If I asked you to join me on a road trip but you learned I had no idea where I was going or how I was going to get there, you might think I was slightly unhinged, or, at the very least, an adventurous traveler. Yet we hear lots of stories about marketers who have embarked on content marketing programs without setting KPIs (the program goals) and creating milestones (how they will achieve their goals).
These same people then wonder why they struggle to justify the investment they have made. And this is supported by data1. According to SEMrush, while 84% of the more than 1,500 clients who responded to a recent survey have a content marketing strategy, only 61% measure their content marketing ROI. Furthermore, only 11% rate their strategy as “excellent.” I suspect not measuring, or being able to prove, ROI is one of the main reasons for dissatisfaction with their strategy.
What to do about this?
It’s actually a relatively easy problem to fix.
Firstly, before you can begin to establish your KPIs, you need to consider what your content marketing program is really setting out to achieve. Research1 consistently tells us that an overwhelming number of businesses are seeking to generate quality leads and increase traffic to their website. Relatedly, and after that, we see “softer” goals like improved brand reputation and increased engagement. Content marketing is great at meeting these top-of-the-funnel objectives. And as you can see below, it also justifies itself across the entire consumer journey. As John von Brachel, SVP, Content Marketing Executive at Bank of America puts it: “it’s really just as important to set a measurable goal for your content, as it is to ensure its level of quality.” John goes on to add, “without data-minded goal-setting, you really can’t say you have a strategy--and there’s little chance you’ll be able to deliver your content to audiences in a personalized way, when and where they need it.”
So, let’s address the obvious and easiest metrics to put in place and measure—website analytics. Some marketers consider these to be mainly vanity metrics, arguing that they don’t really give you a picture of the ROI your content is generating. However, we’ve heard it said often enough that marketing is really just a big funnel. The goal for marketers is to introduce enough customers at the top of the funnel, so that you can work them through the buyer journey / funnel, and so you have enough left at the bottom (conversion) to hit your sales targets. Ultimately, the more traffic you can bring to your website, the more leads you can convert, or hand off to the sales team.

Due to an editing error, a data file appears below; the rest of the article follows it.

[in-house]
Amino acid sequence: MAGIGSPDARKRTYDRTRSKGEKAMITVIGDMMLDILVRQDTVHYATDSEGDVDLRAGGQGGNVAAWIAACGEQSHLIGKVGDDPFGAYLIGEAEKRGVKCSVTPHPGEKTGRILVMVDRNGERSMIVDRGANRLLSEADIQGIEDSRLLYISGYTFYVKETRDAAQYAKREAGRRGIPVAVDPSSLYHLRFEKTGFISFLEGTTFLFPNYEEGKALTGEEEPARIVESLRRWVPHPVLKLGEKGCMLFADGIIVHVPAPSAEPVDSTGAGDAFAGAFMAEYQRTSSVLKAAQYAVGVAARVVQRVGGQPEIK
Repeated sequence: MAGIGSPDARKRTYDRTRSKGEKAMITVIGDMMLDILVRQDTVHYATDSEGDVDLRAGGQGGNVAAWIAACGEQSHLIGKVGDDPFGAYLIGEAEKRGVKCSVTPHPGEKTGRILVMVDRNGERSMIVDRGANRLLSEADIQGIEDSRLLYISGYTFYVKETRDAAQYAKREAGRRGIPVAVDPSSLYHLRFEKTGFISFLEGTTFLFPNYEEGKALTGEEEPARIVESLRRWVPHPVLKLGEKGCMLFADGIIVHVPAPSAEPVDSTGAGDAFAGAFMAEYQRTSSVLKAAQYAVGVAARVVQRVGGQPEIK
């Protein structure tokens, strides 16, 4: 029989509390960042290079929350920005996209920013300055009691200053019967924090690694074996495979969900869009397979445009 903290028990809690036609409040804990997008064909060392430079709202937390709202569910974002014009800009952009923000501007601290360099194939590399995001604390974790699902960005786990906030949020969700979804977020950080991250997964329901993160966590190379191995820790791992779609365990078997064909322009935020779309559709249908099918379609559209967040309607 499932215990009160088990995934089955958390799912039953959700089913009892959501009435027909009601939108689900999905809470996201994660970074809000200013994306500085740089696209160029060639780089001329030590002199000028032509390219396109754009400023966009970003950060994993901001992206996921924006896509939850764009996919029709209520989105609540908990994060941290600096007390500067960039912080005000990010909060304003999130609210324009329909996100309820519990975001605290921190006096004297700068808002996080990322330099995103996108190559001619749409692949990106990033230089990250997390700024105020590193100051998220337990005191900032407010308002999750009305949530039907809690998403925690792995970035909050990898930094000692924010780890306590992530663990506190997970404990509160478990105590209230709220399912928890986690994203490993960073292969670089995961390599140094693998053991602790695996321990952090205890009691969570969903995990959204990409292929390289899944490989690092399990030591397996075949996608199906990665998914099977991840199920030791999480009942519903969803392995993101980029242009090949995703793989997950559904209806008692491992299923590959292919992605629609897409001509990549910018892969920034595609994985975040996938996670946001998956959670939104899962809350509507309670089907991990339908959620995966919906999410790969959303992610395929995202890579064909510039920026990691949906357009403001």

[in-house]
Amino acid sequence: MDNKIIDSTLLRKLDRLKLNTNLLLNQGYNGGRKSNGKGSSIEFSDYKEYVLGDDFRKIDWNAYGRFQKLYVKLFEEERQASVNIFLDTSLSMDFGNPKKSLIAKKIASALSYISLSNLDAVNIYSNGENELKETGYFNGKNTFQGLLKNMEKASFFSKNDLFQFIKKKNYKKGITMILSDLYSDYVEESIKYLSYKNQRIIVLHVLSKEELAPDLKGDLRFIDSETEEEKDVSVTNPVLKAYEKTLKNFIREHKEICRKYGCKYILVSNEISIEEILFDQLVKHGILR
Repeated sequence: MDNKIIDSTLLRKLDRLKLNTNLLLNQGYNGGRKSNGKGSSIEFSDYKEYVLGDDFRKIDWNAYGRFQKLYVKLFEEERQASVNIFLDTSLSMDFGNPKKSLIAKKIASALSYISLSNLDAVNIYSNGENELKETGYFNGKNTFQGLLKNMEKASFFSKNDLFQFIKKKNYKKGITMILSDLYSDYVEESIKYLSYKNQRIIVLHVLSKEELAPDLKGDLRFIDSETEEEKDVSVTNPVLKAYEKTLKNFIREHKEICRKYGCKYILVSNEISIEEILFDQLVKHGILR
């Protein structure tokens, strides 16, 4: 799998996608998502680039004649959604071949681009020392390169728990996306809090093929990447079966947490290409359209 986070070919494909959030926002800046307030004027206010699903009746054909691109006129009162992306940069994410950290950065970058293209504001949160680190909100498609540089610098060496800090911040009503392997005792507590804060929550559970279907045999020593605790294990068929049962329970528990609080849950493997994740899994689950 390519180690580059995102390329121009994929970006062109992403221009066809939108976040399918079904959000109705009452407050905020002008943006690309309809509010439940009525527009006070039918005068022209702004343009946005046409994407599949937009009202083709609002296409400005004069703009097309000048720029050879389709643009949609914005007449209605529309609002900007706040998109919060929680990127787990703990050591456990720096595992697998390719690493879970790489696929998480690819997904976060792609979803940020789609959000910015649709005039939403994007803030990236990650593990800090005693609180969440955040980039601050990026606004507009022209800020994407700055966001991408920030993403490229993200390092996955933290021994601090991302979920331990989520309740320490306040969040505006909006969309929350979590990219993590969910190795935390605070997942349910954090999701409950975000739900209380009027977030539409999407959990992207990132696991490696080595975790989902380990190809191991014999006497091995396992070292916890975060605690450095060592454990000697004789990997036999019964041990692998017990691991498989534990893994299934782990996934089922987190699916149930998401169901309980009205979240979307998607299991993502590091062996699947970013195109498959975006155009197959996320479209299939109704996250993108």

Ultimately, measuring success is really a yes or no question. Did it succeed or not? What we learn and how we react to those learnings is what makes marketers better. If you want to dig deeper into some more tactical ways to measure content performance, Michael Brenner’s5 article here is a really good additional resource for you.
At the end of the day, for me, your KPIs should really be used to measure progress on three things, increasing awareness (top of the funnel) building preference (mid-funnel) and delivering leads (bottom of the funnel). Keep these points in mind and you won’t go far wrong.
Robin Riddle is the lead content marketing strategist at Foundry 360. He works across B2B as well as B2C and specializes in financial services, insurance, and health care. Prior to his time here, he led content marketing businesses at both The Economist and The Wall Street Journal.
A passionate advocate for the value of content marketing, Robin is also heavily involved in industry issues and speaks at many events on the topics of content marketing and native advertising.